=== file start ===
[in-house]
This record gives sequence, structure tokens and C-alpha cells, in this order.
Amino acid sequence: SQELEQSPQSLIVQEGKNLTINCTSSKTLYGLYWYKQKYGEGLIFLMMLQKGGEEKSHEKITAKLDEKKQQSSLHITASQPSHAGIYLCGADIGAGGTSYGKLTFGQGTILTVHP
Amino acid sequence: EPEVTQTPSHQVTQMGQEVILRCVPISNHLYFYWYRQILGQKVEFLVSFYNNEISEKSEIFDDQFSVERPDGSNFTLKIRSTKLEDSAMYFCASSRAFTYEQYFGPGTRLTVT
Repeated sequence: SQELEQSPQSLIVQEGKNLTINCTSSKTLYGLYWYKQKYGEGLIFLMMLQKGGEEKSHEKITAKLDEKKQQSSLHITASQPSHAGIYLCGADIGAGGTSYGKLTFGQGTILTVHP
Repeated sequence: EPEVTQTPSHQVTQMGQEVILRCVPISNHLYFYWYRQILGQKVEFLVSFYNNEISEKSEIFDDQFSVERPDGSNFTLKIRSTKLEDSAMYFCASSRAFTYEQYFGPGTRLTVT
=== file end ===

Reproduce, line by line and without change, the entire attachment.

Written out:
[in-house]
This record gives sequence, structure tokens and C-alpha cells, in this order.
Amino acid sequence: SQELEQSPQSLIVQEGKNLTINCTSSKTLYGLYWYKQKYGEGLIFLMMLQKGGEEKSHEKITAKLDEKKQQSSLHITASQPSHAGIYLCGADIGAGGTSYGKLTFGQGTILTVHP
Amino acid sequence: EPEVTQTPSHQVTQMGQEVILRCVPISNHLYFYWYRQILGQKVEFLVSFYNNEISEKSEIFDDQFSVERPDGSNFTLKIRSTKLEDSAMYFCASSRAFTYEQYFGPGTRLTVT
Repeated sequence: SQELEQSPQSLIVQEGKNLTINCTSSKTLYGLYWYKQKYGEGLIFLMMLQKGGEEKSHEKITAKLDEKKQQSSLHITASQPSHAGIYLCGADIGAGGTSYGKLTFGQGTILTVHP
Repeated sequence: EPEVTQTPSHQVTQMGQEVILRCVPISNHLYFYWYRQILGQKVEFLVSFYNNEISEKSEIFDDQFSVERPDGSNFTLKIRSTKLEDSAMYFCASSRAFTYEQYFGPGTRLTVT